Makai Aref has spent her entire adult life helping the women of war torn Afghanistan.

As a young woman she taught in a girl’s school and advocated to advance women’s rights in the that country. But, by 1992, Afghanistan was ravaged by never-ending war and had become especially dangerous for educated women. Makia had to leave. She packed up her family and they all fled to Russia, eventually coming to Montreal as refugees 10 years ago.

When she arrived, she was surprised to find so many Afghan women feeling alone, isolated by language and culture. Makai recognized a need and went to work right away, founding the Afghan Women’s Centre.

They meet upwards of four times a month, to cook traditional Afghan cuisine. “This is one of the talents, the skills for women that everybody knows at home. Even if they don’t know the language, they are able to cook,” she says.

On this day they are making ashok, little dumplings stuffed with leeks, coriander and lots of garlic. While eight women sit around the table stuffing the little purses, they talk. The conversation varies on any given day from health to social services, and sometimes to family violence. “We had a very sad example last year with the Shafia case,” says Makai. The murders of four women, including three sisters, were a wakeup call for the community. Makai says it spurred the centre to get a dialogue going. She’s brought in speakers from organizations like the Shield of Athena to talk about family violence.

The centre also offers English and computer lessons and even has a catering business to help break the isolation and introduce them to the work force. And none of it would be possible without Makai.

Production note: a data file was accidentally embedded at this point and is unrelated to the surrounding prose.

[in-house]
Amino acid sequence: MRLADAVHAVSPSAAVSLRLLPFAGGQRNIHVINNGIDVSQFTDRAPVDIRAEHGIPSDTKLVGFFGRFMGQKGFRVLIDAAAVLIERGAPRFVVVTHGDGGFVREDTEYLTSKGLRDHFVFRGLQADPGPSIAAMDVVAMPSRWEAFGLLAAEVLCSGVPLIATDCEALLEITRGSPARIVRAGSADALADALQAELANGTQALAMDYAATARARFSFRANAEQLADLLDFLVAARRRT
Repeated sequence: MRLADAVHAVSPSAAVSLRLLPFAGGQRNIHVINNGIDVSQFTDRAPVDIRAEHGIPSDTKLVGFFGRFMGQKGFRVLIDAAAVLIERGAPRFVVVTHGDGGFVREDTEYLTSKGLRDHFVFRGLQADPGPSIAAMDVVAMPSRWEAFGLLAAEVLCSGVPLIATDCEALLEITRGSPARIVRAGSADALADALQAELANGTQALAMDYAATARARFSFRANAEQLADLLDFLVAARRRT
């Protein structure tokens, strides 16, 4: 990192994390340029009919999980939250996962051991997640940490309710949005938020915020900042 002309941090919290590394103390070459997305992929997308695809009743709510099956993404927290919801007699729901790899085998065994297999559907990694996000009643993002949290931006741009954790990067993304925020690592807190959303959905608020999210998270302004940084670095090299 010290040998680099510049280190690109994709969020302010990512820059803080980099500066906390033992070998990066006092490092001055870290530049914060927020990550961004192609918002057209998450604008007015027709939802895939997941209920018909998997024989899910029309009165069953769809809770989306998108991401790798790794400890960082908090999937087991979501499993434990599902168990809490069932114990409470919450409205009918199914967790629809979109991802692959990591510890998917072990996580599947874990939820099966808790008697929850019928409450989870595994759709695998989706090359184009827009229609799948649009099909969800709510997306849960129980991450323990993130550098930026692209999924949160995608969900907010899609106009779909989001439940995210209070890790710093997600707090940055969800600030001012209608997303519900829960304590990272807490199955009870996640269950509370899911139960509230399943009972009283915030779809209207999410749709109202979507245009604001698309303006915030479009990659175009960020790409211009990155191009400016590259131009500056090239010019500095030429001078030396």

She admits, as she gets older, she does sometimes think about retiring. But the thought fades quickly she says, since there really isn`t anyone to replace her. She volunteers her time, for what amounts to a full-time job. “This is my hobby, this keeps me busy, this is good for me. I love to work and help women”.

But it hasn’t been easy. Funding for the non-profit organization is scarce and finding cheap space with a kitchen has proven to be a constant challenge. In the last ten years, the centre has been forced to move five times.

Desperate for a place to call home, the Southwest United Church and Mission in Verdun answered their prayers a year and a half ago, and generously leant them a space for their meetings, at no charge.

It seemed like their troubles were over. But, recently Makai received a nasty surprise in the form of a letter.

The church needs the space. The Centre is being evicted again. As of August 1st, they have to find a new home. “It is hard for me and my community, she says. But, she won`t give up. Makai says they will meet in the metro if they have to, but they will meet. She`ll make it happen.

If you would like to help and have a space with a kitchen to lend the Afghan Women’s Centre please call Makai Aref at 450-424-7255.

Debra Arbec co-anchors CBC News Montreal with Andrew Chang weekdays from 5 – 6:30 pm. Watch for her “Montrealer of the Week” segment Fridays during the 6pm newscast. To see past profiles, visit: www.cbc.ca/montreal

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